And that's the Howard Hughes depicted in "The Aviator." Already a millionaire at 18, when he inherited his father's oil drill bits company, Hughes left Houston for Hollywood in 1923, where he pursued dual obsessions, making big-budget motion pictures and revolutionizing air travel.
DiCaprio: “He was a pioneer in the world of aviation. He risked his life on numerous different occasions, crashed four different times in test flying his own plane, slept with all of the most gorgeous women of that era. He was his own boss and made his own decisions.”
To get "The Aviator" off the ground, Leo recruited his "Gangs of New York" director, Martin Scorsese, who wasn't necessarily eager to get on board.
Martin Scorcese: “I got the script. it was sent to me by Leo and our manager, Rick. And they said, ‘We're not gonna tell you what it is. Just read it.’ And I turned the page. It says, ‘The Aviator.’ I said, Well, I mean I have a fascination with flying, but mainly because I'm not too comfortable flying.”
Couric: “You have a major fear of flying?”
Scorcese: “Major phobia of flying. Yes.”
But Scorsese was won over by the script. After all, what director wouldn't jump at the chance to have names like this on his call sheet: No Doubt's Gwen Stefani as screen siren Jean Harlow, People Magazine's sexiest man, Jude Law in a cameo as Erroll Flynnand Academy Award nominee Cate Blanchett co-starring as the object of Hughes' affection, Katherine Hepburn.
Cate Blanchett: “When you're asked to play someone as iconic as Hepburn, the initial feeling is absolute panic. But I was having the conversation with Martin Scorcese that simply because one's frightened about something is absolutely no reason not to do it. It's the reason to do it.”
But Howard Hughes' true love was aviation - and the film documents his many innovations. He designed a spy plane for the Pentagon, a flying boat for U.S. troops dubbed the “Spruce Goose,” and ‘The Constellation,” in which he ferried his Hollywood pals. He even elevated women's undergarments, when he designed a special push-up bra for one of his leading ladies, Jane Russell.
Couric: “And she didn't even sleep with him, supposedly.”
DiCaprio: “Didn't even sleep with him.”
But any psychological profile of Howard Hughes cannot ignore that he was tragically flawed. And "The Aviator" chronicles how a man once driven by voracious optimism became crippled by obsessive-compulsive disorder.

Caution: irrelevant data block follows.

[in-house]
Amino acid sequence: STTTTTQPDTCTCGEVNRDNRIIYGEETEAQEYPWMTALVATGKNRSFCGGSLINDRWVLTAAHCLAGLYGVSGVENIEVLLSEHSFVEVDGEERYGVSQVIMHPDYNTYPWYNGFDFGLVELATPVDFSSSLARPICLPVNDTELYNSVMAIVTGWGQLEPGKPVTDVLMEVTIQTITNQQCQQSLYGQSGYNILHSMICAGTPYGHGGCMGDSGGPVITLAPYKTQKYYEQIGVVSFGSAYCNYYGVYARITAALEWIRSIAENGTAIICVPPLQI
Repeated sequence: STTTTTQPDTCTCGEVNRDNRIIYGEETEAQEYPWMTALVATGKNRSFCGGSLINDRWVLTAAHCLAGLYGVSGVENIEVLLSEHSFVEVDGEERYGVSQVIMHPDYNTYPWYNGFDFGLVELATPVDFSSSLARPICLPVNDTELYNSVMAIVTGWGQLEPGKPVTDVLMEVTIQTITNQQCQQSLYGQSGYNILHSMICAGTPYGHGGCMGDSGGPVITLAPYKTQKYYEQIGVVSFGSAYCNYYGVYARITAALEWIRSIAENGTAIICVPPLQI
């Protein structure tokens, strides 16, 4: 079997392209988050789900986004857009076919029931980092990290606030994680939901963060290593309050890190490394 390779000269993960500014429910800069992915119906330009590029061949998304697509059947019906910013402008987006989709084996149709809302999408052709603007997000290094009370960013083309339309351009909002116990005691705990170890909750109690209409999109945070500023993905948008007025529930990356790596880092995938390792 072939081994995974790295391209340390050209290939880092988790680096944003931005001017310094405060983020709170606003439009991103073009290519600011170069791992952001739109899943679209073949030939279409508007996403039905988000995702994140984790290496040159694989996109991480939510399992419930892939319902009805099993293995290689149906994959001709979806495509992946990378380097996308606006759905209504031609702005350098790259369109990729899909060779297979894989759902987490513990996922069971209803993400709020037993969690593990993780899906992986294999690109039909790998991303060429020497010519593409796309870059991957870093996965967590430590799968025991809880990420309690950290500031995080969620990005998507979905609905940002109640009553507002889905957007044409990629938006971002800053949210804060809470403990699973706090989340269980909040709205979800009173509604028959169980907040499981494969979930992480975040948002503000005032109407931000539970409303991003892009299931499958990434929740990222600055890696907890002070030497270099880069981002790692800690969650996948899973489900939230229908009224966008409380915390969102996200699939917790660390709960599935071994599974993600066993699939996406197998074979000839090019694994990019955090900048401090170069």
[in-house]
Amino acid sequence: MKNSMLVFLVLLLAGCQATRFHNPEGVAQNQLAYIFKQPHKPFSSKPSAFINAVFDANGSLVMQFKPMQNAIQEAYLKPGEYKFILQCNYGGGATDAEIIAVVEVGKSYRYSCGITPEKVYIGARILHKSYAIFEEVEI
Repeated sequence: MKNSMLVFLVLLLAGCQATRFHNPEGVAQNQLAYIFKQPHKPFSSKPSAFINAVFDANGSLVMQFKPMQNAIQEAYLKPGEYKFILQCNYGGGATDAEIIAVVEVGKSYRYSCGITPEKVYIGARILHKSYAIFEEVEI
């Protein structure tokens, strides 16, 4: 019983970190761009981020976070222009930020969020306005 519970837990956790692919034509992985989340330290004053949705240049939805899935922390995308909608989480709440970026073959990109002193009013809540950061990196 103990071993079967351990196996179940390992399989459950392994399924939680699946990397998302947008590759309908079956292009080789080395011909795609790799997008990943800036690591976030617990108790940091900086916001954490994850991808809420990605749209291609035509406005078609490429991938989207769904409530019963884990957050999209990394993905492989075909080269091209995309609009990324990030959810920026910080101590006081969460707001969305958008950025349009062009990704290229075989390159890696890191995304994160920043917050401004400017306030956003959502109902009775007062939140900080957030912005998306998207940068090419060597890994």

Couric: ”Is it true that making this movie reawakened a mild form of OCD that you actually had as a child?”
DiCaprio: “Yeah. Yeah.”
Couric: “Tell me about that.”
DiCaprio: “I had the thing where I would walk to school and have to walk, you know, go back a block because I didn't step on a crack. And I felt like something was going to go wrong if I didn't do that. And I wanted to sort of reawaken that throughout the course of the film. So sometimes, you know, it would take me a while to get to set. And I would have to be doing things in my trailer. And it literally drove me nuts a lot of the time. And it lasted for a couple months after filming and still is-- there's trails of it here and there.”
Couric: “So what have been doing? You know I'm waiting for you to touch your water bottle or something?”
DiCaprio: “Well, if I get real tired and I got through airports, I have to step on every gum stain that I see.”
DiCaprio: “And sometimes I have to walk up to the airports looking like this [up].”
And speaking of revelations, DiCaprio fans will be happy to hear he bares a lot more than his soul for this film.
Couric: “Lots of your bare bum in this movie, Mister.”
DiCaprio:“Mm-hm. You know, I tried to cover my privates as much as possible. But for a week, you're basically walking around naked in front of an entire crew. It's – you’ve got to get to know the crew pretty well and feel very comfortable with them.”
Couric:”And they, you.”
DiCaprio: “Yes, yes. They got to know me very intimately. You just have to try to not focus on that, focus on what you're doing, and just say okay. Have to do it, part of the job. You know.”
Couric:”You did it for your craft?”
DiCaprio: “Yes, for my craft, for the art.”
Couric: “You used artist, and craft in one interview.”
DiCaprio: “I know.”
Couric: “I'm gonna have to –“
DiCaprio: “Gut me right here.”